Open House Draws Support For Control Of Ohvs


Better management of off-highway vehicles is a concept that seems to have overwhelming support among Rim country residents -- and around the state.

Most Rim country residents who attended the Forest Service's open house on the subject Wednesday at Rim Country Middle School were in agreement with the thinking of officials from the Tonto National Forest and four other nearby forests.


Thom Campbell listens as Ed Armenta, head ranger for the Payson Ranger District, explains the need for stricter OHV regulation in the Tonto National Forest.

"They've had several meetings on the other forests (Apache-Sitgreaves, Coconino, Kaibab and Prescott national forests), and this meeting and the Phoenix meeting are the last meetings," Tonto OHV manager Tammy Pike said. "We have not had a negative response from anybody. All of the clubs are in full support of it. They understand that we're not talking about taking away any trails; we're talking about closing that distance between trails so that people aren't creating more trails."

During the past 10 years, OHV use has increased dramatically. Between 1990 and 1998, the number of registered ATVs and motorcycles increased 92 percent.

The Forest Service is proposing to limit motorized wheeled cross country travel on lands administered by the agency in Arizona.

One of those in attendance at the RCMS open house was Ben Hitzhusen, a horseman and a member of the Gila County Trails Alliance board of directors. He is in total agreement with the initiative.

"What they're trying to do basically is keep everybody on (the existing trails) and we're all for this because there's too much pristine land that is being overrun," Hitzhusen said. "I'd just as soon see it somewhat curtailed and everybody be considerate of everybody."

Hitzhusen said the need for control was brought home to him once again Tuesday.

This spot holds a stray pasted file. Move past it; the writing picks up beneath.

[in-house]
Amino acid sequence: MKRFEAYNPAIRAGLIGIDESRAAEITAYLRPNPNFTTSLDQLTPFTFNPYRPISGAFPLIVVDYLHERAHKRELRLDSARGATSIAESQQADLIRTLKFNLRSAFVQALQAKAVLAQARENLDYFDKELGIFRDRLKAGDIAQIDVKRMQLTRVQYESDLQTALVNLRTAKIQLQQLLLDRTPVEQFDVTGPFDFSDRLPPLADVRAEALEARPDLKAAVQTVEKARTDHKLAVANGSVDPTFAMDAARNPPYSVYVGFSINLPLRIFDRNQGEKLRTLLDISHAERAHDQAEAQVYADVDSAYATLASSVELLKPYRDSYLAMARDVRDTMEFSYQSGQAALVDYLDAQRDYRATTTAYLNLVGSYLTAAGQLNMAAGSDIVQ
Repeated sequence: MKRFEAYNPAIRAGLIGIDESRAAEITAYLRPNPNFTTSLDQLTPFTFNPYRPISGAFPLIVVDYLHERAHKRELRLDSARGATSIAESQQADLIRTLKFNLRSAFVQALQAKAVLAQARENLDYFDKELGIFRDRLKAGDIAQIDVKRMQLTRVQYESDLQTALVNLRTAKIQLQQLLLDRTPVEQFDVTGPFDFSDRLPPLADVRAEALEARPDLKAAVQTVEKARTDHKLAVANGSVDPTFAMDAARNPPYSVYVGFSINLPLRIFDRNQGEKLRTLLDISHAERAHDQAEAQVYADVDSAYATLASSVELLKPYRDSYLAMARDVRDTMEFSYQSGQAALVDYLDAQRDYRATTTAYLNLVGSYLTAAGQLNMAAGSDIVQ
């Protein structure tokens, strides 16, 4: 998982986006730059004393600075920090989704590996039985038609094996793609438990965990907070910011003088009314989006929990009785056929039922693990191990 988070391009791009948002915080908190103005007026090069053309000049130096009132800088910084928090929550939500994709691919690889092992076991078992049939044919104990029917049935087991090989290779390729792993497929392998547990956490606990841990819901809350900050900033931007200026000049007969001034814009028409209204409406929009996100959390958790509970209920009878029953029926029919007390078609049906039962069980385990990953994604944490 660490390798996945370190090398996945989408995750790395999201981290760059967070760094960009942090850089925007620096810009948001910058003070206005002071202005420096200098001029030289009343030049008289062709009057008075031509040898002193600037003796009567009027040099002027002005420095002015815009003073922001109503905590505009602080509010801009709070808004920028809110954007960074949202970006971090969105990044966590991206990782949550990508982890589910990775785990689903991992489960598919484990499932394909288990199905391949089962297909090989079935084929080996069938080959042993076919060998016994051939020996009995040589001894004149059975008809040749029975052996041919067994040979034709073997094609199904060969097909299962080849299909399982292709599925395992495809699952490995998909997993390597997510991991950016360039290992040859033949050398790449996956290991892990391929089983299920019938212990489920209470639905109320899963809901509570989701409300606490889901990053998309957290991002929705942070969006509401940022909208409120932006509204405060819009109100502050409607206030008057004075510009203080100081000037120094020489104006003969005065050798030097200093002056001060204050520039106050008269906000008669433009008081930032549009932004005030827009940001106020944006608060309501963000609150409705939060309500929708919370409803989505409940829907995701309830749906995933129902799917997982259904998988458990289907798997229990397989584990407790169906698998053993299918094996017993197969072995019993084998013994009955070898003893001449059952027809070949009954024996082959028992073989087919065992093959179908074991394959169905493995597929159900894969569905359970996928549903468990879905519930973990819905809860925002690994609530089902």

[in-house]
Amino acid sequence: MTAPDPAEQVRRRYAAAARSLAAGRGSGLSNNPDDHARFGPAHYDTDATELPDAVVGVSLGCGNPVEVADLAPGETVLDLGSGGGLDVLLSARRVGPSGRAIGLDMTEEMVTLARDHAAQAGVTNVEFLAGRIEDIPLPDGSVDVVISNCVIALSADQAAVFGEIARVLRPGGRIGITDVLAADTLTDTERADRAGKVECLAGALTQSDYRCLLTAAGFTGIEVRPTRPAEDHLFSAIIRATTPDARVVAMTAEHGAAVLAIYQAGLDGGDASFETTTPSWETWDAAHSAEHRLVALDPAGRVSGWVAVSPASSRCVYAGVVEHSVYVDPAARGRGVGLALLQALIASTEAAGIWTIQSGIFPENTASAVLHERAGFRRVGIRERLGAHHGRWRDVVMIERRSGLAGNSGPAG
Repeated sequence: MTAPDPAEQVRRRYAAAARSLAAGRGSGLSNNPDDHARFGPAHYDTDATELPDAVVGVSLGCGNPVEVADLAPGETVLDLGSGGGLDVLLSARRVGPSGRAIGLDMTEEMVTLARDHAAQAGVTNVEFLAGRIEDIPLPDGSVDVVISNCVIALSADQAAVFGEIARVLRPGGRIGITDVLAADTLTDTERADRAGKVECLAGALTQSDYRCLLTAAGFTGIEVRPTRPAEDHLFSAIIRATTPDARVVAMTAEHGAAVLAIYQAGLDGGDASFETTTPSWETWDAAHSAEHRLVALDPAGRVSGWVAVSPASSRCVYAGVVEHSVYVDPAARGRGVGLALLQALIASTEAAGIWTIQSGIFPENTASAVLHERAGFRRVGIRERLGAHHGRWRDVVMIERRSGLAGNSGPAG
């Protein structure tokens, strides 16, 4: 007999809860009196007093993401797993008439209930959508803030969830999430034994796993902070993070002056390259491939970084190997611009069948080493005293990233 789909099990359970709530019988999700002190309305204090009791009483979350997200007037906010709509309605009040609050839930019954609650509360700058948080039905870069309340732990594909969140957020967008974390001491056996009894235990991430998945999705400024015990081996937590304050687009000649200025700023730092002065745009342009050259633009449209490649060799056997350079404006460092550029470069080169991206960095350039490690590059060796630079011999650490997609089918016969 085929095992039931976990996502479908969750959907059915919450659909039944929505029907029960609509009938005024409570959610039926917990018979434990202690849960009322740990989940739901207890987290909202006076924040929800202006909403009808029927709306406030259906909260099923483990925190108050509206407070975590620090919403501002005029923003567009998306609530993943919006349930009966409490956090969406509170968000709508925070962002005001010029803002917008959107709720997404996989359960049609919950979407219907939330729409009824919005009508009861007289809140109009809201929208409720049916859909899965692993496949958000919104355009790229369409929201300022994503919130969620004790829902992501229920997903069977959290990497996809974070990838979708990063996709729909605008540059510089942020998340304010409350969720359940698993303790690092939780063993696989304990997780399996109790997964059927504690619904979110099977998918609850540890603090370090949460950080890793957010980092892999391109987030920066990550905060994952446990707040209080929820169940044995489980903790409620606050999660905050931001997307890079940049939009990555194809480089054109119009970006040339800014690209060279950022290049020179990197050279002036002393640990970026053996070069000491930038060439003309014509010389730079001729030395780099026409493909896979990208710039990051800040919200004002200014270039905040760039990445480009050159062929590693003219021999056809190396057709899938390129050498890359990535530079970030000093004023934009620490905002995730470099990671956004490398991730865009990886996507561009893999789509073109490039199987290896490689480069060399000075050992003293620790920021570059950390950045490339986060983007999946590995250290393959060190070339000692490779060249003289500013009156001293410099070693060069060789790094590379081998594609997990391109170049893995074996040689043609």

"We were out south of the casino and I said, ‘Where did all these roads come from.' We almost got lost," he said.

Hank Graepler, another horseman in attendance, agreed.

"I think they ought to blow them up," Graepler said of OHVs. "They're the worst thing ever invented, for the country's sake anyway.

"They're just raping the country, and everybody in the Valley has got one. They go every place they can, and it just causes a lot of disruption among the game and tears up the vegetation."

Dave Pirtle owns an OHV, and he's a member of the Four Wheelers Club and Tonto Rim Search and Rescue. He came to the meeting with an open mind.

"I just wanted to hear what was going on here today," Pirtle said. "I don't have any problem with it at all. What they're trying to do is just manage the resources that we have and keep people from destroying the habitat."

The burden for enforcing OHV laws in this area falls to Dan Smith, local law enforcement officer.

With a massive territory to cover that runs from Payson to Pleasant Valley, nobody understands better than Smith that enforcement is just part of the equation.

"It's a totality of all the management efforts," Smith said. "It's not just enforcement, it's signage, it's education and it's the involvement of the community as well. You can't shove something down a community's throat and that's why we're having this meeting.

Smith said the forests are also looking for input from forest users.

"Hopefully people are gong to voice some opinions and voice some ideas, because that's what we're here for -- to get some ideas," he said.

One idea Smith likes came from longtime Gisela resident Margaret Wilson. She wants to see a cadre of volunteers trained and given the authority to assist with enforcement efforts in the forests.

"We accept volunteers all the time," Smith said, "and it's easy to do. You just go into the district office and sign up. It requires a little control, because you can't just have people willy nilly out there. But yeah, we love the help."

Smith admits there is no solution that's going to please everyone.

"The Tonto National Forest is 3 million acres and we've got a lot of people with very strong opinions about how we should manage every square inch of that three million acres," he said. "We're trying to balance the needs of all the different people and get some kind of consistency statewide."

The 45-day public comment period on the issue ends June 13.

The public can provide written comments via the web ( or by mailing comments to Apache-Sitgreaves National Forest, Attn: Jim Anderson, Cross-country Travel Project, P.O. Box 640, 309 South Mountain Ave., Springerville, AZ 85938.

Commenting has been disabled for this item.